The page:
Bid to save lost ways in Court of Appeal

Ramblers will be in the Court of Appeal this month as, once again, we ask judges to reconsider and then overturn the court ruling in the 1993 ‘Andrews’ case which concerns paths described in Inclosure Acts.  The history of this complex case stretches back over many years but it is of increasing importance as we research lost ways in the years running up to the 2026 cut-off date.

John Andrews was for many years Ramblers Area Footpath Secretary for Suffolk who painstakingly researched and applied for many rights of way to be added to the ‘definitive map’ (the official record of public rights of way). Much of the evidence he used relied on Inclosure Act evidence. The 1993 ruling said that the Inclosure Commissioners did not, under the 1801 Inclosure Act, have the power to set out (either preserve or create) footpaths and bridleways. This means that hundreds of such paths set out and appointed in the first half of the 19th century (when much common land was being enclosed for the first time) cannot be recognised as public rights of way, nor recorded on definitive maps for public use.

It was the view of many experts in this complicated area of the law that the 1993 case was decided wrongly and since 2001 we have been running a research project with a view to building up evidence to support the contention that the 1993 ruling was wrong. In February 2014, our new case was heard in the High Court. This rested on trying to get a path added to the definitive map in Wiltshire. Unfortunately we lost the case, but the judge, Mr Justice Foskett, delivered a long and detailed analysis of the arguments presented by both sides, including a helpful historical perspective on inclosure in general. However, we were given leave to take the case forward to the Court of Appeal, and that’s why we’ll back in court this month.
 
The case is important because local authorities deciding whether to proceed with applications to add paths to definitive maps have no choice but to reject those which rely on inclosure award evidence of the type dismissed by the 1993 court ruling. The 2026 cut-off date for recording rights of way which rely on historic evidence to prove their existence is getting ever-closer and if we can get this interpretation of the law changed then the way will be opened for paths presently in this ‘limbo’ to be claimed over the next ten years.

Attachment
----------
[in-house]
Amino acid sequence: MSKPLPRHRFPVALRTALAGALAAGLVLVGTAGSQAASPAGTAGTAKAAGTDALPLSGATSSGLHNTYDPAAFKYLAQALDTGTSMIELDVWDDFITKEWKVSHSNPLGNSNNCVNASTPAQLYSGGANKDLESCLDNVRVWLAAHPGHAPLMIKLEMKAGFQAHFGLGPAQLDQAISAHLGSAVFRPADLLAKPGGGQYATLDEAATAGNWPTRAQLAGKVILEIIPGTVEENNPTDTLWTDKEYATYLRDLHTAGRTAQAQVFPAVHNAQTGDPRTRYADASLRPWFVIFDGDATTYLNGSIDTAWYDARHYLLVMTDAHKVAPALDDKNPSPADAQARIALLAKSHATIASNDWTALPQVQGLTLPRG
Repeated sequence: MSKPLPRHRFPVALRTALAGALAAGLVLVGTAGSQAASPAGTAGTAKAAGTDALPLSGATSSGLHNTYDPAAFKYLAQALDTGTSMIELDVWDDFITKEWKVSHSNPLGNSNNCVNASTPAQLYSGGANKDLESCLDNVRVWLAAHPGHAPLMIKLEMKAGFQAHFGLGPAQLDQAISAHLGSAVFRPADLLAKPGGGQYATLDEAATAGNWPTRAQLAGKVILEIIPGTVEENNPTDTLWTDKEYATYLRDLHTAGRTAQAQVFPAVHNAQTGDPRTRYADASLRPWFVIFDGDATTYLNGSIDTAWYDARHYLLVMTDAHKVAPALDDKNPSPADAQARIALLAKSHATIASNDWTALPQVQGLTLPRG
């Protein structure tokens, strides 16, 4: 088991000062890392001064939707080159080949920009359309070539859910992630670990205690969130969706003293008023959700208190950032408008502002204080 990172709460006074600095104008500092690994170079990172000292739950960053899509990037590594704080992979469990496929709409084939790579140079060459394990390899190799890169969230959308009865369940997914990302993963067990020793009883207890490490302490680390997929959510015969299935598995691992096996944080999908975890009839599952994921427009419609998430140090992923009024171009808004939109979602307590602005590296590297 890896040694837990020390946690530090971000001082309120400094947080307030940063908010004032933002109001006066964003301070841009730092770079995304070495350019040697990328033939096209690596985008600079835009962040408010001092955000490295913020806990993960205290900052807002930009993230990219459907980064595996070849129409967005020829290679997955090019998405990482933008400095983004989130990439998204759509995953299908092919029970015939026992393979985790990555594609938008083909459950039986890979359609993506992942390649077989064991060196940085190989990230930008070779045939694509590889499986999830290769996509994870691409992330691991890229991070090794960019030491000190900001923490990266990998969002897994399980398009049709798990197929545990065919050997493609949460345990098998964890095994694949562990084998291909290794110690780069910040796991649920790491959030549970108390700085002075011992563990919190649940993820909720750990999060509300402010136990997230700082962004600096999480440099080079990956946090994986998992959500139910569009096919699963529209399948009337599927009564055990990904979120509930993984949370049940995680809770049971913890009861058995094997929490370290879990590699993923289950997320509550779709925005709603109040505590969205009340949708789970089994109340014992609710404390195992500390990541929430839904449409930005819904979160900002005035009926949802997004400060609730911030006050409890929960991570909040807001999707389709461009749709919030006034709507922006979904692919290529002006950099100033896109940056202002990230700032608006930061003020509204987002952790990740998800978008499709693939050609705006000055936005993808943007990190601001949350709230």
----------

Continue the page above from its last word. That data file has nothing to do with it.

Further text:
Gabriel Newfield


While it would be wonderful if the Court of Appeal decided that pre-Inclosure evidence was admissible and conclusive, surely there is another possibility that could be useful if declared by the Court? This is that, although not conclusive, such evidence was admissible and had persuasive evidential value. The strength of that evidential value would depend on factors such as the exact terms of submissions to the Commissioners (including the terms in which pre-Inclusure customary use had been claimed), what the relevant landowners had argued at the time, and the wording of the Commissioners findings,

Richard Holmes


Could you please let me have details of which paths in Crudwell this Court of Appeal applies to. OS Grid references of either end of the path(s) would be helpful so I can locate on the map.
Thanks
Richard